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Harriman campus to be home to $40M state food lab

By The Business Review

The New York State Food Laboratory is building a $40 million lab facility at the Harriman Research and Technology Campus in Albany.

It will be the first structure built on the 330-acre campus in decades, according to state Agriculture Commissioner Patrick Hooker.

The new lab will replace what the state called an outdated facility. It will also house the State Metrology Laboratory and both divisions of the state Department of Agriculture and Markets. The state said all 49 state employees that work at the current facility will be retained.

The 70,000-square-foot, three-story laboratory, which will be designed and constructed by the State Office of General Services, will be located about 100 yards from the existing laboratory which is now housed in Building 7 on the State Office Campus. The new lab will include advanced instrumentation and biological and chemical containment systems to enhance its food safety and agricultural product testing programs.

“Food safety is front and center on everyone’s mind these days, and this new laboratory will enable the State to better respond to food related emergencies, whether accidental or intentional through enhanced testing capabilities,” Hooker said.

Dan Rice, director of the New York State Food Laboratory, said, one of the missions for the lab is to assist in the state’s food safety efforts through surveillance testing and laboratory support for food borne illness outbreak prevention and response.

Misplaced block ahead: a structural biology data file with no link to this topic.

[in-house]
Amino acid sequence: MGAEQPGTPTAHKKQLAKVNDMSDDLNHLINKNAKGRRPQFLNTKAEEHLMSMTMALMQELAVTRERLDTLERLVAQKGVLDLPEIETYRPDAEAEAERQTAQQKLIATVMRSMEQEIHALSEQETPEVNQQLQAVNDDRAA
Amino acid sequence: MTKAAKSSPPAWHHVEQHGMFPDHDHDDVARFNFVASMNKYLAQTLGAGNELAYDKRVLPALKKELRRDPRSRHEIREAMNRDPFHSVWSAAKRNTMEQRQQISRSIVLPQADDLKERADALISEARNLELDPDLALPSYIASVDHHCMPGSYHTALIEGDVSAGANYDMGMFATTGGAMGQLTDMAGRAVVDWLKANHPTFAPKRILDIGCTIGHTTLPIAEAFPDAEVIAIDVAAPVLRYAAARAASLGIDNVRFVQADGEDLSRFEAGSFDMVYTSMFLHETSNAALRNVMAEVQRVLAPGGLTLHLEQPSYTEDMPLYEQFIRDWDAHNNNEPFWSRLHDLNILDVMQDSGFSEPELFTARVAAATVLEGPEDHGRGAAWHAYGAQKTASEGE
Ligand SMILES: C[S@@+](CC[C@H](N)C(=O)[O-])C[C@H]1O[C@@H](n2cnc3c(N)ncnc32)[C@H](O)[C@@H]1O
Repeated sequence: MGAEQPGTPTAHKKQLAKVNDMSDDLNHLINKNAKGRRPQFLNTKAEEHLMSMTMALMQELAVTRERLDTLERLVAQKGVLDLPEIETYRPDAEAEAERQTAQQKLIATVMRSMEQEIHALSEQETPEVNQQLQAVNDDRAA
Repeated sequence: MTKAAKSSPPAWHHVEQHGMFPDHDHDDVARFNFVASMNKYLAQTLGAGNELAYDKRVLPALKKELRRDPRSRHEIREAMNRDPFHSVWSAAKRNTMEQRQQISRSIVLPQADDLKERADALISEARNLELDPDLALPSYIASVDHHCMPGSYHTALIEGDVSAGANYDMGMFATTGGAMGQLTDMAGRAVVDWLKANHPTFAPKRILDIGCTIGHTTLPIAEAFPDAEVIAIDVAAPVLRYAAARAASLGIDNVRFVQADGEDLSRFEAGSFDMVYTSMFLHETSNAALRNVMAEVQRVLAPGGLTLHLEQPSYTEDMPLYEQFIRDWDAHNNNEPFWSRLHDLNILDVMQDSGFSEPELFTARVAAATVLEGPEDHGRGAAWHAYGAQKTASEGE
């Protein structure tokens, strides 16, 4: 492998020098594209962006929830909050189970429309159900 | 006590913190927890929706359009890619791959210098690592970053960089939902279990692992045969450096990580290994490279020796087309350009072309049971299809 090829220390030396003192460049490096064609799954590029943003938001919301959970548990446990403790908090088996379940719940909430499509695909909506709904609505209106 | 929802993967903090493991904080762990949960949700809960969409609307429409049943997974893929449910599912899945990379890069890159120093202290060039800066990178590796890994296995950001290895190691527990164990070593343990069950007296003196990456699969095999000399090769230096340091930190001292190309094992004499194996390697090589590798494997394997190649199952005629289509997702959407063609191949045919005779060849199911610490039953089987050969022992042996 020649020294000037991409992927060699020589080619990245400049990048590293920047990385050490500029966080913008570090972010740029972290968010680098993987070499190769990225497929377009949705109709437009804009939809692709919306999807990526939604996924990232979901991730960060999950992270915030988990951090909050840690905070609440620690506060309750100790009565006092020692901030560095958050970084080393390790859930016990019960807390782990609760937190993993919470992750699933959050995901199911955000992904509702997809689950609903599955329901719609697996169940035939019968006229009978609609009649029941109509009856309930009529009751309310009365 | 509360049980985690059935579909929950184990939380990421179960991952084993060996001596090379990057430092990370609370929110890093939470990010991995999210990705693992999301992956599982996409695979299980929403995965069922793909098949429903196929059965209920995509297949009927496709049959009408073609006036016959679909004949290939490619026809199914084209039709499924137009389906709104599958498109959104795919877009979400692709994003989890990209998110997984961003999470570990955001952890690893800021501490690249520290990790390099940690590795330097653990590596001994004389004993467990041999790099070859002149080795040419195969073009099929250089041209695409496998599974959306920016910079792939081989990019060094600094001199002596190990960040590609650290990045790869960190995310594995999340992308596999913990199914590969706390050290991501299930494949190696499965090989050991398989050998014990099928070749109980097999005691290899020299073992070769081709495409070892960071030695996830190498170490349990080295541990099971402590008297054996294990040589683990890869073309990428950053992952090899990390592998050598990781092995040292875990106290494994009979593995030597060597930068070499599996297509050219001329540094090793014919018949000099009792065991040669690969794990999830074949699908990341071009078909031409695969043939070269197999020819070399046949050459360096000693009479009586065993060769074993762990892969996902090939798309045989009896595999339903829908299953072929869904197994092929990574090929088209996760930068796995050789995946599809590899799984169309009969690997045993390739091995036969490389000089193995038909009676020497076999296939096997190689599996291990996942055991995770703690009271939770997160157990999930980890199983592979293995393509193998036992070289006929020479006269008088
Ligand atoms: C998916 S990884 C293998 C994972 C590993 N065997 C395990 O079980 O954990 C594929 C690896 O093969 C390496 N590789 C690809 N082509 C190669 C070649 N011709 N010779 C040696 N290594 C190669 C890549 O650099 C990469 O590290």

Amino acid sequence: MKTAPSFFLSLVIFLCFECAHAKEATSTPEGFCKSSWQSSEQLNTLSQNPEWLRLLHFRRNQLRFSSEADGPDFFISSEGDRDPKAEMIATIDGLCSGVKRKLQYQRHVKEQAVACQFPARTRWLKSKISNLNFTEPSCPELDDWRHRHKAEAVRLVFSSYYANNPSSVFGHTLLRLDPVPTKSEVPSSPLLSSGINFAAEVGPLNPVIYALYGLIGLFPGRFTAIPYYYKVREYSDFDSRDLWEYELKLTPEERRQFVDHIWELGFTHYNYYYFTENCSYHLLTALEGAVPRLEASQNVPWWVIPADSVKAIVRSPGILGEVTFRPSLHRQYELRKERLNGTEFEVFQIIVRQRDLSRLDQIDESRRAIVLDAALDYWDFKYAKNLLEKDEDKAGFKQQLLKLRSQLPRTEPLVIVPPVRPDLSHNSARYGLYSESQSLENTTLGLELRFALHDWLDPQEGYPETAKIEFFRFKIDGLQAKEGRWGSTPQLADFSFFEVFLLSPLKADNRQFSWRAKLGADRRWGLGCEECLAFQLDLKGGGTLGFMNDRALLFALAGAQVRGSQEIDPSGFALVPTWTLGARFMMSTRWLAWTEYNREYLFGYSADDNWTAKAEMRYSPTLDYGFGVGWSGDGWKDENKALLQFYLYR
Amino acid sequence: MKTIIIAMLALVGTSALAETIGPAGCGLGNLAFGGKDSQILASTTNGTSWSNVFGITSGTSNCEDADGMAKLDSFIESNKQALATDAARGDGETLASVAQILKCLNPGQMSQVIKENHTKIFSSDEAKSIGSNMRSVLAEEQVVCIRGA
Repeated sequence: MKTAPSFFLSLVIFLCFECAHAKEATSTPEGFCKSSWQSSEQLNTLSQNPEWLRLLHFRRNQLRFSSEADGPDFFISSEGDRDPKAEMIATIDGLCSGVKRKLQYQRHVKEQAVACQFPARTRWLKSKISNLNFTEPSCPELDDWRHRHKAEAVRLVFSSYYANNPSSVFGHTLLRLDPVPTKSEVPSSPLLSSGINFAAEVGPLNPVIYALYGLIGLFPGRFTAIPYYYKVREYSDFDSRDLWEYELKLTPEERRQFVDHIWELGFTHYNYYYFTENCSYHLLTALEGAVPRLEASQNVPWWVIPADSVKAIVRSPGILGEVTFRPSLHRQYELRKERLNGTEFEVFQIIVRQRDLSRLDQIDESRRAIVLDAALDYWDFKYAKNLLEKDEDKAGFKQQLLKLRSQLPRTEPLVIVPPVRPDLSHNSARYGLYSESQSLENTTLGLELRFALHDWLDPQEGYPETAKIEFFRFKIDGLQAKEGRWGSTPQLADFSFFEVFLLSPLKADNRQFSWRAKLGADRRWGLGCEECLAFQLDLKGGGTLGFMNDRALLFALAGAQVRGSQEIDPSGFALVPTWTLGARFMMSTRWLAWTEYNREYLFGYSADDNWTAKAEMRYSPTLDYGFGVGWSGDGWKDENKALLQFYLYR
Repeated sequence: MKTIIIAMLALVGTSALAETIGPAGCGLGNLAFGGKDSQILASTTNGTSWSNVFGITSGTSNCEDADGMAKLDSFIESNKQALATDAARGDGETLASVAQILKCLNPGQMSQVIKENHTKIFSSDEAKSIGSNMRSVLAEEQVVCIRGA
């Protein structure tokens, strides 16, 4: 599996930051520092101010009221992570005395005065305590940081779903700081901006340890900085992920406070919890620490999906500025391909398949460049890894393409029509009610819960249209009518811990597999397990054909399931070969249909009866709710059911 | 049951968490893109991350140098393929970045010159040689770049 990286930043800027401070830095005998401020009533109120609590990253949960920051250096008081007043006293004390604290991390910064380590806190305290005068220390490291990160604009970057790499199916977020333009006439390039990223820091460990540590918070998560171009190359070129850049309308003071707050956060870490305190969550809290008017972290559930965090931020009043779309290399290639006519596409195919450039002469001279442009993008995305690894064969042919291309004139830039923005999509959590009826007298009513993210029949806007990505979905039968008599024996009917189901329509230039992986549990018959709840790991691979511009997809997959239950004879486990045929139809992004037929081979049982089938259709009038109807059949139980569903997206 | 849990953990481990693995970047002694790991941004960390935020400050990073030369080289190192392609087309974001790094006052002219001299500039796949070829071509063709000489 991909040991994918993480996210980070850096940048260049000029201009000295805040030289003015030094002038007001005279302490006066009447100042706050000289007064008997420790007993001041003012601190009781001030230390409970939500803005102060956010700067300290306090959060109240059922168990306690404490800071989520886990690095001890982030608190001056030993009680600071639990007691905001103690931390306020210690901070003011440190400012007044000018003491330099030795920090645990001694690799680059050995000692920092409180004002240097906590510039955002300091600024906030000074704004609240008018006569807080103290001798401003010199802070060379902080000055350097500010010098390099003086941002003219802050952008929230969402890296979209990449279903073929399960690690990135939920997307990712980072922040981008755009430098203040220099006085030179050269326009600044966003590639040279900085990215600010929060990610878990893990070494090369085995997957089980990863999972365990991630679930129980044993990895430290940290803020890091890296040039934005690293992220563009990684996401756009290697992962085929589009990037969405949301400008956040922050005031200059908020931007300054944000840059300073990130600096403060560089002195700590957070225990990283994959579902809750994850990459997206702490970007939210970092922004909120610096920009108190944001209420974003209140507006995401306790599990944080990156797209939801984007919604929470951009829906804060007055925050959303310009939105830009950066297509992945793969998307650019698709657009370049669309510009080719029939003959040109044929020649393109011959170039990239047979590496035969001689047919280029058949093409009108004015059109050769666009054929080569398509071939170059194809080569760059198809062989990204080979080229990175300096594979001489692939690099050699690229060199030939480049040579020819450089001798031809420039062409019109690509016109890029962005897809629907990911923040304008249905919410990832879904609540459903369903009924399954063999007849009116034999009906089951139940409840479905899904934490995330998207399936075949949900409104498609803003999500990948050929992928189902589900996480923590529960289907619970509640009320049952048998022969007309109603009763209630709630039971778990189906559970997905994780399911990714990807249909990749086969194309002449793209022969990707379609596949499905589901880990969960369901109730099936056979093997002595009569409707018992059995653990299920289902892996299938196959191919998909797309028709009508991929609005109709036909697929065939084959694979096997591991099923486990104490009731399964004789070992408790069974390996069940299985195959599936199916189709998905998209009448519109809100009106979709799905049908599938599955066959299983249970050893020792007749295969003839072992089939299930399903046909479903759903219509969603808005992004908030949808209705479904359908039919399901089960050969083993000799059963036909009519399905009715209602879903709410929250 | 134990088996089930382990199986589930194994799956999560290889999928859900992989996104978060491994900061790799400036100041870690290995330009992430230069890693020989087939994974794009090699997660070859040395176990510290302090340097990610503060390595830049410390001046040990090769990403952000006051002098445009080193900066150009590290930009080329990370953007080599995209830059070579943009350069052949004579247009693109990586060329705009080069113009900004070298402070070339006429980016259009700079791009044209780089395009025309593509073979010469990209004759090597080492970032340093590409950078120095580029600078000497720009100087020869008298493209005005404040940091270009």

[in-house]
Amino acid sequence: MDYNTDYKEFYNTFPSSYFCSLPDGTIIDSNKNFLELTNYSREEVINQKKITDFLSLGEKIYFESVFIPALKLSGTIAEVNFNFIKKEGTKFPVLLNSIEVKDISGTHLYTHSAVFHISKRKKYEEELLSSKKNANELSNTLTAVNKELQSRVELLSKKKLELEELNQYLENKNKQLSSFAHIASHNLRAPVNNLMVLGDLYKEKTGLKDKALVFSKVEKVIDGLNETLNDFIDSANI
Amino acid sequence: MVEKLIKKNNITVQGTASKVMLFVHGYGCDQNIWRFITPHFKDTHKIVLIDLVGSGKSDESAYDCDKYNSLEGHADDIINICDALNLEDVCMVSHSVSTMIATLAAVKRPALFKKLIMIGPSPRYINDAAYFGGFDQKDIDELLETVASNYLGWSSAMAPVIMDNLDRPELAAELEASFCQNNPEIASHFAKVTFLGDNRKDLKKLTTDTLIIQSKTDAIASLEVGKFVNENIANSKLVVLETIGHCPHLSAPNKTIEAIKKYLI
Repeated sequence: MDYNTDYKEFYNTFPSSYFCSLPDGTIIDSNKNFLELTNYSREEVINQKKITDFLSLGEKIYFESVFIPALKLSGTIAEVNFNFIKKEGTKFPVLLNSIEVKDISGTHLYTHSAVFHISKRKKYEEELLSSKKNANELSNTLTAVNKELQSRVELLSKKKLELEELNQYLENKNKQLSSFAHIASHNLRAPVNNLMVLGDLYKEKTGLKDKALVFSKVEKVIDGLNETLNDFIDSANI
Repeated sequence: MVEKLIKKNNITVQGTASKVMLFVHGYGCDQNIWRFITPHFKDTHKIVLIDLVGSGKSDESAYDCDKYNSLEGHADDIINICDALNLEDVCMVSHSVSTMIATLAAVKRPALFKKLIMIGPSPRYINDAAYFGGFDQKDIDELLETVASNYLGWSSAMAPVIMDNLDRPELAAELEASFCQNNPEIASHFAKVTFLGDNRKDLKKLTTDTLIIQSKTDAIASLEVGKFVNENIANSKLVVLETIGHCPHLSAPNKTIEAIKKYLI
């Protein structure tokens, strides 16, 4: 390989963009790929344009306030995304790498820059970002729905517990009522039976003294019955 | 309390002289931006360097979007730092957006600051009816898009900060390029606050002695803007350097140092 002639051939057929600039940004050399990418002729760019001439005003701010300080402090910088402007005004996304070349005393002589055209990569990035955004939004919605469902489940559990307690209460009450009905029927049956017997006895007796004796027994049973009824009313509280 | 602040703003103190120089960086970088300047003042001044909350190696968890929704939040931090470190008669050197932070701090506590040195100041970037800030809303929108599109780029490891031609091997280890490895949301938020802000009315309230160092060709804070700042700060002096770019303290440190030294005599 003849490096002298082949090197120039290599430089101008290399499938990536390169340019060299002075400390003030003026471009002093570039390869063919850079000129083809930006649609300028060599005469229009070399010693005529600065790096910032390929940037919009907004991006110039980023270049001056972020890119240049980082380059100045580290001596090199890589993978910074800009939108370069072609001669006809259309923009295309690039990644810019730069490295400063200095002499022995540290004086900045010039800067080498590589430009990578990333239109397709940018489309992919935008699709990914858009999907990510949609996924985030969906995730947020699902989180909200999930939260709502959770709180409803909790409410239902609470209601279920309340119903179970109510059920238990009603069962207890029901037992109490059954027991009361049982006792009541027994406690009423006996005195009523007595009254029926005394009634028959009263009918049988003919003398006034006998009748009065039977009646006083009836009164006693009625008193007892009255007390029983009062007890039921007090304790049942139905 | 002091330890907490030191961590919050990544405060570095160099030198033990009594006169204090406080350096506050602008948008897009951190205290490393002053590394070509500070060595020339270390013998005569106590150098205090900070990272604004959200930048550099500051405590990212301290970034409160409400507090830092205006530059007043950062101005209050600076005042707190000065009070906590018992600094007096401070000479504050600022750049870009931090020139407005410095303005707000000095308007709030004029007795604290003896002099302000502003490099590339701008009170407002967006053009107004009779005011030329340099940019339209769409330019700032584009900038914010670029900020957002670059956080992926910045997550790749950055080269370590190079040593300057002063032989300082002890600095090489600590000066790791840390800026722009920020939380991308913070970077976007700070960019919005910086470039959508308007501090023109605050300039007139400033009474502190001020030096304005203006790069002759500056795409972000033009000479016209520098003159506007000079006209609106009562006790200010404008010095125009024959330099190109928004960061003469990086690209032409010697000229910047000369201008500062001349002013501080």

“This new laboratory facility will greatly improve our already excellent food safety programs, as well as several other laboratory programs that support the state’s food and agriculture industries,” he said.

The food lab also is part of a national infrastructure of laboratories that respond to food emergencies, called the Food Emergency Response Network. The lab has cooperative agreements with the U.S. Department of Agriculture (USDA) for the Microbiological Data Program to detect pathogens in fresh food and the Pesticide Data Program to test fruit, vegetables, and public drinking water for pesticide residues and drinking water for a variety of pharmaceutical products.

Last year, about 140,000 analyses on more than 19,000 samples of food, beverage, animal feed, fertilizer and lime samples were performed at the New York State Food Lab as part of regulatory surveillance programs, food borne illness outbreak investigations, consumer complaints, and investigations of suspected food adulteration. The New York State Department of Agriculture and Markets said its food safety programs played a role in several investigations that led to 317 food recalls in 2008 for undeclared allergens, undeclared ingredients, chemical contamination, heavy metals and bacterial contamination.


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